Early in 1864, a reconnaissance force of 25 led by Lieutenant Martin Gonzales left Laredo and rode 200 miles into deep South Texas and managed to track Federal movements, revealing that Davis’ troops were on the move and heading for Laredo. On March 17, 1864, Confederate troops under Colonel John “Rip” Ford left San Antonio on what was called the “Rio Grande Expedition” hoping to take back the lower Rio Grande Valley. The lead elements were ambushed by Union guerrillas under Cecilio Valerio, a pro-Union Hispanic attached to the 2nd Texas (Union), and stopped. This left Benavides with only a total of 72 militiamen in order to defend Laredo.


    March 19, 1864: a relative of Benavides named Cayetano de la Garze rode into Laredo and reported that a force of 1000 was approaching the town. Benavides ordered bales of cotton, at the time being stacked for shipment into Mexico, be used as barracades in case of street to street fighting. He also ordered the cotton burned if things went against the Confederates. As citizen volunteers lined the roofs of Laredo, Benavides, also ailing, led his small force out to face the enemy.


    The Federal force approaching Laredo actually consisted of 200 men, half under Valerio and the other half under Jim Fisk, another guerilla. In order to get to Laredo, the Federals crossed into Mexico and rode up the south bank until they were within a few miles of their objective, then they crossed the river again and soon was within a half mile of the town. Benavides placed his 42 men into a corral east of town and sent the remainder into Laredo as a final defensive line. As the Union troops approached the corral, they split into groups of 40 and began to launch their attack. Through three hours of fighting, Benavides’ men held off the Federals with no Rebel causalities, but managed to inflict substantial losses on them. After three heavy assaults and with night falling, the men of the 2nd Texas (Union) had to retreat to the southeast and make camp three miles away. In the early morning hours of March 20, Confederate cavalry, who were in a camp 25 miles to the north, arrived to reinforce Benavides, with the added effect of forcing the Union force to break camp and retreat further away. On March 21, a scouting party sent from Laredo and commanded by Benavides’ brother Refugio found a trail of abandoned equipment, some of it bloody, and spotting several groups of Federals who were running back toward Brownsville. The Federal force had totally broken.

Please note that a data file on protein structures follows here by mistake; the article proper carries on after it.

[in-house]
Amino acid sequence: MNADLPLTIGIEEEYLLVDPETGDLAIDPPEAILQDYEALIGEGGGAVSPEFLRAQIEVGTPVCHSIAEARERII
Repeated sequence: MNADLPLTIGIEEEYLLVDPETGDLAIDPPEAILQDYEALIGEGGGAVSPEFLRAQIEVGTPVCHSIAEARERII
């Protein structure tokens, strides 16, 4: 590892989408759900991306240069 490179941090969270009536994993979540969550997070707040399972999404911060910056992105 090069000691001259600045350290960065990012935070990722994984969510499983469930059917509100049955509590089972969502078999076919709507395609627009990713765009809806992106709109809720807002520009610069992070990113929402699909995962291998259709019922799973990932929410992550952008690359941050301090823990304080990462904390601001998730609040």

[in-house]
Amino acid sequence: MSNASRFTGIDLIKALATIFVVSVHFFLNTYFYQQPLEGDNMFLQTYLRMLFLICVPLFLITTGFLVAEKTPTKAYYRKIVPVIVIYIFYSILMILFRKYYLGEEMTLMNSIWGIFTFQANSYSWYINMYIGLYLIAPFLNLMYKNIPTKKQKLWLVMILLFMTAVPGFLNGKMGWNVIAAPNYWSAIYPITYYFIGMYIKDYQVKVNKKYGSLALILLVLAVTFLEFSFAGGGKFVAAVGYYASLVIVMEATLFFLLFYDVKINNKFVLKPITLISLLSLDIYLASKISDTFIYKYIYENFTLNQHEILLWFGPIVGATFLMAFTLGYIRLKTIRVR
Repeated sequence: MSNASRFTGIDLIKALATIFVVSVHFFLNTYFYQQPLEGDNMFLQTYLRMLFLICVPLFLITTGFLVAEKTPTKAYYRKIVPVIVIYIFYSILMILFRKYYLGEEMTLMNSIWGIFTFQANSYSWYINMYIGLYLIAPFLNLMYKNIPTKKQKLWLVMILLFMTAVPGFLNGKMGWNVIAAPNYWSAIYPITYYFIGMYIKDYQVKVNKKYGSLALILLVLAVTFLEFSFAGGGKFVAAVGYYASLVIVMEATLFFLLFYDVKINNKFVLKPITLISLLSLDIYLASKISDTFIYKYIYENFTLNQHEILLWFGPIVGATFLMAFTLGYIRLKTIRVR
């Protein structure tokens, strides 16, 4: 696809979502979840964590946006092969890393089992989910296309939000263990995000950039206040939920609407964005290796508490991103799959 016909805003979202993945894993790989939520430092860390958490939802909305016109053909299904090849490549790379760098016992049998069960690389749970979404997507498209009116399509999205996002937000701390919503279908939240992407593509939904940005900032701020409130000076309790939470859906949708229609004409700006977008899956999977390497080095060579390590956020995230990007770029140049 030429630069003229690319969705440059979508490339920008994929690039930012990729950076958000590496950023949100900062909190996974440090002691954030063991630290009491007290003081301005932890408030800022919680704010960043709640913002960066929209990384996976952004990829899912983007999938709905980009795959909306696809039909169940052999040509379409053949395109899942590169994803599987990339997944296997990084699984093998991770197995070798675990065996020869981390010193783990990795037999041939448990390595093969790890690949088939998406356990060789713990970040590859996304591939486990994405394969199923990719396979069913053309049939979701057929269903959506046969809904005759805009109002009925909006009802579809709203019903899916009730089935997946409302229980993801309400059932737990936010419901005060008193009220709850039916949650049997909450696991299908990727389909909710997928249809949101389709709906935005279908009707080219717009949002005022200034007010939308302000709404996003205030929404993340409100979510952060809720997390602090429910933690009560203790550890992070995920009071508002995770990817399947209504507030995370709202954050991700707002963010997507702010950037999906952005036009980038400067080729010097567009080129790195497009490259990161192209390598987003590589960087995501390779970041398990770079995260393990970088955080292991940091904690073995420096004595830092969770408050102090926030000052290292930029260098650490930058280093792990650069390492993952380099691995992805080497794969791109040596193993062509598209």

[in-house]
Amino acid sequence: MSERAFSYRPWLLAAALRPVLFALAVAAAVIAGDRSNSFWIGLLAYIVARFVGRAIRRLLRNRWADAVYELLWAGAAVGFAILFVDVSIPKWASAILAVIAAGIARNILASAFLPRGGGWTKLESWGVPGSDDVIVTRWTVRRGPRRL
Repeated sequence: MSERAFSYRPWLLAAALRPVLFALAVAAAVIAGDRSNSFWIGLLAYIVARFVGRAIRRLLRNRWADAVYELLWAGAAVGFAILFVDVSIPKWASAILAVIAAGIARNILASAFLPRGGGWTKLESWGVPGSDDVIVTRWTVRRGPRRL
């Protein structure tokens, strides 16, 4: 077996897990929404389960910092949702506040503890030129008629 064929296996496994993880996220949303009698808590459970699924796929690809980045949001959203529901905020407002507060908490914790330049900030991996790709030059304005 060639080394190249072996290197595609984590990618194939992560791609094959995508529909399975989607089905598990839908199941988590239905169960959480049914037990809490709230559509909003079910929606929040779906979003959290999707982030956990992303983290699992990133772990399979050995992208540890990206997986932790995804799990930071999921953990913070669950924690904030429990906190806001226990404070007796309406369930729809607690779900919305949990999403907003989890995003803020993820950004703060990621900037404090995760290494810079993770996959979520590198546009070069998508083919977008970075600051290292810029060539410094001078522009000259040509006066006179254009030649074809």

Benavides’ illness caught up with him and he collapsed while checking out a report on another force of Union troops approaching Laredo (this turned out to be one of his own scouting parties). Soon, help arrived in the form of Colonel Ford’s troops from San Antonio, the ambush only delaying them. Laredo became the staging area for a new Confederate offensive to drive the Federals from South Texas. Benavides had to sit out the first stages of the offensive due to his illness, but recovered in time to participate in driving the Federals from Brownsville and ending Edmund Davis’ dream to reconquer Texas for the Union. Benavides would be promoted to Brigadier General for his actions.


    Following the end of the Civil War, Benavides would return to his businesses and Davis returned to Texas as Governor (one of the worst ever), both would become friends.